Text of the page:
It’s easier than ever for state officials to close a Texas public charter school thanks to a “three strikes and you’re out” law passed in 2013. One school in North Texas - Honors Academy - that lost its charter has sued the state to reopen.
The signs were there all year. The Texas Education Agency put Farmers Branch-based Honors Academy on notice a year ago that its charter would be revoked. It said the school failed to meet academic or financial standards three years running. Honors, like the other five charters around the state given notice, appealed but lost.
“That revocation was effective June 30, 2014,” says DeEtta Culbertson with the TEA. She says Honors opened anyway this past semester, with hundreds of students at campuses in Farmers Branch, as well as Dallas, Fort Worth, and four other towns.
“Since the beginning of the 2014-2015 school year, Honors was operating as a de facto private school, but falsely holding itself out as a public charter school, which is a violation of the Texas education code,” Culbertson said.
Honors’ lawyer told school leaders it had a strong case to stay open. Then, earlier this month, the TEA swooped in to lock Honors down. Its more than 600 kids, most of them low-income, and some 75 teachers - had to find other schools after Thanksgiving. Retired Waxahachie Superintendent Bobby Parker was installed to run Honors.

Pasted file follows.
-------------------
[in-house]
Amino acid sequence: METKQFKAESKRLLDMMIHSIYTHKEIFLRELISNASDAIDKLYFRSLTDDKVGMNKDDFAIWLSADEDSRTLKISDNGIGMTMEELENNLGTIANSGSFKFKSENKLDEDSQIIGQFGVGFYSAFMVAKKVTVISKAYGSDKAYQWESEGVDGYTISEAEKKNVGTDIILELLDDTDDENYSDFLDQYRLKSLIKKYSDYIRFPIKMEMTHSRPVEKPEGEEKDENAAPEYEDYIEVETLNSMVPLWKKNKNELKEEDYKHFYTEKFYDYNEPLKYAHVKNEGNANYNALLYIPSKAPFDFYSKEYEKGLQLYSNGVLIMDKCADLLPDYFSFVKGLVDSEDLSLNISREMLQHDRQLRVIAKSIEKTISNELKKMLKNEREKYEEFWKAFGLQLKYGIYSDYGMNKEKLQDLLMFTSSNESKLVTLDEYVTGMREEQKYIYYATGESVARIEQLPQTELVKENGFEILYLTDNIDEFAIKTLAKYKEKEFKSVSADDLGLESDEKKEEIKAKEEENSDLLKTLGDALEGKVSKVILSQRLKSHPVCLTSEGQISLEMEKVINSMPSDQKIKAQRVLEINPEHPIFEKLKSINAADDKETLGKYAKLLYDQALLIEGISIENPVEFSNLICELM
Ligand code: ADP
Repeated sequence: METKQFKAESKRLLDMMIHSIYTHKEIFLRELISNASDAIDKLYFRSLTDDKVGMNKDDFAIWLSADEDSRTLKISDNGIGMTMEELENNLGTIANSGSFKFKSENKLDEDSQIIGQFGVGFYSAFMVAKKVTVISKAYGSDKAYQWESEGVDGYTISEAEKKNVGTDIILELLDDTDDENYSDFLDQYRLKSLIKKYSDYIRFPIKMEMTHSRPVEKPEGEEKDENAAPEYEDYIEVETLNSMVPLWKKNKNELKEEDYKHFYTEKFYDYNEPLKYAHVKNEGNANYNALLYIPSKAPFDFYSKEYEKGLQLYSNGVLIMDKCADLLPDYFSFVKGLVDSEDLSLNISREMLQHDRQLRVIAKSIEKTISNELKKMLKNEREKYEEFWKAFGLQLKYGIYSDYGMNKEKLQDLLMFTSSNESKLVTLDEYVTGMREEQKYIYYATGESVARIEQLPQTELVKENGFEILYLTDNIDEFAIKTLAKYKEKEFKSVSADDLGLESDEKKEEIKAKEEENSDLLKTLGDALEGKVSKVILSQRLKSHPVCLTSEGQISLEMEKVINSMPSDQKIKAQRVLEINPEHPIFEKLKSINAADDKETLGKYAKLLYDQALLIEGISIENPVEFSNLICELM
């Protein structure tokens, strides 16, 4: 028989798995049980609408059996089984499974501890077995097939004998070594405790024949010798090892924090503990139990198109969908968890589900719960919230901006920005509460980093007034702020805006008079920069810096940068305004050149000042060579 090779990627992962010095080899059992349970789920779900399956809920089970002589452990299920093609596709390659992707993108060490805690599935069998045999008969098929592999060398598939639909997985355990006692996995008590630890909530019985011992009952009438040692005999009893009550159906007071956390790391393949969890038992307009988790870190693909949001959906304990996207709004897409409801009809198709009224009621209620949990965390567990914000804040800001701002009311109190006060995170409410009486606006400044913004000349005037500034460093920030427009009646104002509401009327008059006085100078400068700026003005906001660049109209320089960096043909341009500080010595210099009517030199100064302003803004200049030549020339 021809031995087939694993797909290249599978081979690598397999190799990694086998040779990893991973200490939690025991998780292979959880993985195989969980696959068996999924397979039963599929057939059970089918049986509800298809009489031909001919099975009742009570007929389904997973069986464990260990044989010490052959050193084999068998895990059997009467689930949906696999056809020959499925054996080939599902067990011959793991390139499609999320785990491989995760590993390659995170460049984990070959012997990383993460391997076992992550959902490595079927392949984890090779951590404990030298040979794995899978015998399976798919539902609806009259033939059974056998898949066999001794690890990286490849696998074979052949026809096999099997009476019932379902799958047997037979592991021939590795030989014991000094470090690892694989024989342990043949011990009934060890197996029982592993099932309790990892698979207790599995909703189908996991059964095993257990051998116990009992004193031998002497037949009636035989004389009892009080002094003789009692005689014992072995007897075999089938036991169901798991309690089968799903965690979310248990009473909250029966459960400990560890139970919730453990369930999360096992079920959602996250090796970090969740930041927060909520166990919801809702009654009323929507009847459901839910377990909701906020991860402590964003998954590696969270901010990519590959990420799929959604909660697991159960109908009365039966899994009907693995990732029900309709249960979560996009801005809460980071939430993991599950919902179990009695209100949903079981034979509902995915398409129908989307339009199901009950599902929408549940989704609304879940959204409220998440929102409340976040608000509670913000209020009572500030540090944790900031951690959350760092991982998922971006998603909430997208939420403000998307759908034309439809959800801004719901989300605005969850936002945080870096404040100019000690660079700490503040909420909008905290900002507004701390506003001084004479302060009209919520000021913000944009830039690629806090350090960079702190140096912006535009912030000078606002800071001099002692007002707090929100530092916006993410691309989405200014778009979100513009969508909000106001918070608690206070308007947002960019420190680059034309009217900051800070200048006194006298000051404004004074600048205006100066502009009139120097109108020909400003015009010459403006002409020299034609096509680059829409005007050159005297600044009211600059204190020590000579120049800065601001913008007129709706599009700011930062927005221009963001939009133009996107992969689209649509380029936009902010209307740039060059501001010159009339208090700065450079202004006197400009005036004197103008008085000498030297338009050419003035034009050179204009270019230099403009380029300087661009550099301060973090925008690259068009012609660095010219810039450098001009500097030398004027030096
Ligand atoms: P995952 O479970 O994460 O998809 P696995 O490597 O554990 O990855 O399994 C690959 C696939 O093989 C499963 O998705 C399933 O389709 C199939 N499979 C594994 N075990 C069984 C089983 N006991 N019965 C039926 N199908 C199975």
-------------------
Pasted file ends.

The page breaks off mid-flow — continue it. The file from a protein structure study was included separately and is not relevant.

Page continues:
“This is one of first times Texas has gone through this process after closure was ordered and after revocation of the charter,” Parker said.
As Honor’s new superintendent, Parker’s not dealing with students but inventory, like he’s overseeing a bankruptcy.
“One of the unfortunate things that we’ve had to do is secure the building, change the locks on the building, because of potential vandalism, looting, theft," Parker said. "We’ve got 30 vehicles, we’ve got cartons of paper, we’ve got desks, we’ve got chairs. We have laptops and projectors. We have a massive amount of equipment."
And those are just state assets. Parker also has to study the books to find where federal dollars went.
“One of the things we were always taught in administrator school [is] you just don’t fall out of non-compliance when you’re dealing with federal funds,” Parker said.
Honors’ lawyer, however, says "hold on."
“If they win the appeal that’s pending before the Austin Court of Appeals right now, they will re-open," says Kevin O’Hanlon, Honors’ lawyer. He sued the state saying the charter school was unfairly treated. He argued the three strikes law, part of Senate Bill 2 that gave lawmakers more power to close charter schools, should not apply. That’s because he says scores in the 2011-12 school year, when the new statewide STAAR test was used, shouldn’t count.
O’Hanlon says every Texas public school that year got a pass. Not Honors.
“And that was the sole reason why they were terminated,” O’Hanlon said. “And the use of that data was prohibited by express language of Senate Bill 2.”
So Hanlon’s optimistic. He says the case comes up in appeals court this April.